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Trump impeachment timeline: key events, what comes next

Trump impeachment timeline: key events, what comes next
Months-long process coming to a head in the House with next steps likely to occur in the Republican-held Senate

By Servet Gunerigok and Michael Hernandez

WASHINGTON (AA) – Democrats in the House of Representatives announced Tuesday that they would proceed with two articles of impeachment against U.S. President Donald Trump: abuse of power and obstruction of Congress.

The White House dismissed the announcement as a "baseless and partisan attempt to undermine a sitting president" and a Democratic effort to "overturn the votes of 63 million Americans."

The House's impeachment process is centered on Trump's multiple requests to Ukrainian President Volodymyr Zelensky to declare criminal investigations into leading Democratic presidential candidate Joe Biden and his son, Hunter, as well as claims that it was Ukraine, not Russia, that meddled in the 2016 election.

Also at issue is the holdup of some $400 million in congressionally appropriated military aid to Ukraine and whether Trump conditioned its release and a possible Oval Office meeting with Zelensky on the Ukrainian president publicly announcing the investigations.

The abuse of power article is focused on Trump's requests to Ukraine and the holdup of aid that was released on Sept. 11, while the obstruction article stems from the president's directive that top officials not participate in the congressional impeachment probe.

Sept. 24

House Democrats open an impeachment inquiry into Trump, Speaker Nancy Pelosi announces, saying the president “must be held accountable; no one is above the law.”

Sept. 26

The House Intelligence Committee posts seven-page unclassified whistleblower complaint in which the individual, who has remained anonymous, says he received information from multiple government officials that Trump is using the power of his office to solicit interference from a foreign country in the 2020 election.

Oct. 4

Trump says House Democrats will vote to impeach him, but he will prevail in the Senate. "So the Democrats, unfortunately, they have the votes. They can vote very easily, even though most of them, many of them, don’t believe they should do it," Trump tells reporters at the White House.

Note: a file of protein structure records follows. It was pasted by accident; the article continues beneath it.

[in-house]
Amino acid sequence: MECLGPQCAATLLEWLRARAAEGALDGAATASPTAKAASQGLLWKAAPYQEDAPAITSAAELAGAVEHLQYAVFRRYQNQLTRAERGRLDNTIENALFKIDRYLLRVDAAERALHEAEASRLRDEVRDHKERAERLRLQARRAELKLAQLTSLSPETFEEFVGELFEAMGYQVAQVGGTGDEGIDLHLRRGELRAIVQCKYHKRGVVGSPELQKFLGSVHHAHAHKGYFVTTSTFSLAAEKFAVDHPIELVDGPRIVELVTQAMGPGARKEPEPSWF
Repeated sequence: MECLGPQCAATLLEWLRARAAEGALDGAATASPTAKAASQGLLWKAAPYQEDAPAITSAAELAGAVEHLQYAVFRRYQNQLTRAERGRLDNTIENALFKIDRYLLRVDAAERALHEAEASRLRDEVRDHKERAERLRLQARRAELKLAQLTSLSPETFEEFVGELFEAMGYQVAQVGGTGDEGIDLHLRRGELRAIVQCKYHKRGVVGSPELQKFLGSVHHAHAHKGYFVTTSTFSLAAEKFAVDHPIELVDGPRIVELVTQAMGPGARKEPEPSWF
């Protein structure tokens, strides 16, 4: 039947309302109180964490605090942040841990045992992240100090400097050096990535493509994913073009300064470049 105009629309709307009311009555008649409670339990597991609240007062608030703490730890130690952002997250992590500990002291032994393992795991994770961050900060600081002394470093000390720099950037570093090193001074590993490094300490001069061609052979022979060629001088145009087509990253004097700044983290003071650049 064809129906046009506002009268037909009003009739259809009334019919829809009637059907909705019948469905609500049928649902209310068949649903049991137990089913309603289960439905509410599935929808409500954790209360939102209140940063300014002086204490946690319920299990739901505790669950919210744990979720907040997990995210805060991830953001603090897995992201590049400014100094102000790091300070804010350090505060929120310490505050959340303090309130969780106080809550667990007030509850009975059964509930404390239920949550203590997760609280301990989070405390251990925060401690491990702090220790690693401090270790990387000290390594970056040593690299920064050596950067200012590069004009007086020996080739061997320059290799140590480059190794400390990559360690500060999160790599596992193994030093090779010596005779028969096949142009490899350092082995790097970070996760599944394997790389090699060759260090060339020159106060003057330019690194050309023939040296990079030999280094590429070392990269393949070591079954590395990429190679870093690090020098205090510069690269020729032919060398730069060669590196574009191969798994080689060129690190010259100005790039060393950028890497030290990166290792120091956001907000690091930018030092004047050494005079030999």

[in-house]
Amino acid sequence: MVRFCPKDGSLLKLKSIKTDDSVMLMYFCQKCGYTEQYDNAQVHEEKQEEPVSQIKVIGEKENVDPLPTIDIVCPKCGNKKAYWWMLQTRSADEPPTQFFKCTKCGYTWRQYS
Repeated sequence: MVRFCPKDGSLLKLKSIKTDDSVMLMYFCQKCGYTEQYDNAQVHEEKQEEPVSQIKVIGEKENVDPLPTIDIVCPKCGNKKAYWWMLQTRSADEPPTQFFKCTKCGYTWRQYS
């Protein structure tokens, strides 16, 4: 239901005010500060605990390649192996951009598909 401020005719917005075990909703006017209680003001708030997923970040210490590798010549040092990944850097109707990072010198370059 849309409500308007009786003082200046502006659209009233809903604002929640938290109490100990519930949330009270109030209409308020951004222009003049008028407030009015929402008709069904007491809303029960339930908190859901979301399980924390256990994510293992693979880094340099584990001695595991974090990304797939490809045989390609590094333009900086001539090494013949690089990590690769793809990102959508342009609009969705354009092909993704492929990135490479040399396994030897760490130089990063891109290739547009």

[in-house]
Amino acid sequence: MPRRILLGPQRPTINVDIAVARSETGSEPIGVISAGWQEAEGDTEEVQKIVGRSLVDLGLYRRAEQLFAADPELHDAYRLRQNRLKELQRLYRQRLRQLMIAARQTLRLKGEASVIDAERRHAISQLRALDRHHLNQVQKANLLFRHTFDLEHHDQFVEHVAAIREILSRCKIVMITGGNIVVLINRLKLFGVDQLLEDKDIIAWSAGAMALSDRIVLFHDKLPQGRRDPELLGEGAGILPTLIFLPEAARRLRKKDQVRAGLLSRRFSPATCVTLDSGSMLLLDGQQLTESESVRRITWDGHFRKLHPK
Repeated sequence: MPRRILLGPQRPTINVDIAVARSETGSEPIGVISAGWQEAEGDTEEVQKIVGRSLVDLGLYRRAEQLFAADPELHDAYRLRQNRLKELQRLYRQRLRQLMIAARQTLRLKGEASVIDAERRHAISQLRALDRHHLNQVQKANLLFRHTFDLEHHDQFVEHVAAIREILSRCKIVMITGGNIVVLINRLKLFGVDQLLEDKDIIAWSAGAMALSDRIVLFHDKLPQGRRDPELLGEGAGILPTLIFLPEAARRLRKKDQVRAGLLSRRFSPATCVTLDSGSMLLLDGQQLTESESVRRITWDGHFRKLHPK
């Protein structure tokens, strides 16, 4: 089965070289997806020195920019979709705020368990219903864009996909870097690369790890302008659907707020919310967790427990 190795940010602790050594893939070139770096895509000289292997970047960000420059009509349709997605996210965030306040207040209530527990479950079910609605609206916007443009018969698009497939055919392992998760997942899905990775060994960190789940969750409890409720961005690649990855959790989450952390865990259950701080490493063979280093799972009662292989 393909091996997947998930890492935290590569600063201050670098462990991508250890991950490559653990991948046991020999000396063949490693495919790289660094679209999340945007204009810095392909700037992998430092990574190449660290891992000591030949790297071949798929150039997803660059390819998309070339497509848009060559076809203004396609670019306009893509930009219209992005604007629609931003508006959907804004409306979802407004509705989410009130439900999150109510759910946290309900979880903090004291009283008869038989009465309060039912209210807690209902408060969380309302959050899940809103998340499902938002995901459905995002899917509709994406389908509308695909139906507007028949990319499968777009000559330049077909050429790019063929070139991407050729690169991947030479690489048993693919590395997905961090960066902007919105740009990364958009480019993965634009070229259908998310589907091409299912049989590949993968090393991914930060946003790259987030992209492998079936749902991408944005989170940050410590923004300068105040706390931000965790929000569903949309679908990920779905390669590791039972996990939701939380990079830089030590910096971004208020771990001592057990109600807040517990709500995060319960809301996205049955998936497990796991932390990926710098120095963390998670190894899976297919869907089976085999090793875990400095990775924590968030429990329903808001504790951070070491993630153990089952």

Oct. 15

Hunter Biden acknowledges he demonstrated "poor judgment" in his private business dealings but denies any wrongdoing. He says he probably would not have been selected to join the board of Burisma Holdings, a Ukraine-based gas company, had he not shared the same surname as his father.

Oct. 31

The House of Representatives votes largely along party lines to formalize its impeachment investigation into Trump, taking one of the most significant steps in the process.

Nov. 5

Chairs of the House Intelligence, Foreign Affairs and Government Oversight committees call on White House Chief of Staff Mick Mulvaney to testify in the impeachment probe, claiming Mulvaney possesses “substantial first-hand knowledge and information relevant to the House’s impeachment inquiry.”

Nov. 6

The House Intelligence Committee announces it will hold its first open hearings as part of the impeachment inquiry, hosting William Taylor, the top U.S. diplomat to Ukraine, and George Kent, a top State Department official, as well as Marie Yovanovitch, who served as former U.S. Ambassador to Ukraine until May, when she was dismissed.

Nov. 20

Gordon Sondland, Washington’s envoy to the European Union, gives dramatic testimony, saying Trump directed a “quid pro quo” scheme to push Ukraine to launch a probe into his political rival, Joe Biden.

Dec. 4

The House Judiciary Committee holds its first impeachment hearing centered on testimony from legal experts who are examining whether Trump's Ukraine dealings rise to the level of “high crimes and misdemeanors,” the bar set for impeachment.

Dec. 5

Speaker of the House Nancy Pelosi asks Democratic lawmakers to draft articles of impeachment against Trump, saying he “leaves us no choice but to act."

Dec. 6

After being invited, the White House says it will not participate in the Judiciary Committee's second hearing, with counsel Pat Cipollone slamming the impeachment inquiry as "completely baseless” in a letter addressed to the Chairman Jerry Nadler.

The Judiciary Committee is expected to take up the articles later this week. The committee's deliberations will precede a vote likely to send the articles to the full House, where a vote is expected next week.

While the likelihood of Trump's impeachment is high, the prospect of his removal from office is low.

In the likely event that at least one of the two articles being considered clears the House, they are almost certain to be defeated in a trial in the Republican-held Senate. An article of impeachment requires a two-thirds majority to clear the chamber, and with Republicans holding 53 of the Senate's 100 seats, Trump is almost certain to retain office.

To date, the House has only voted three times on articles of impeachment against a sitting president. Presidents Andrew Johnson and Bill Clinton were acquitted in Senate trials while Richard Nixon stepped down from office to avoid removal.

source: News Feed
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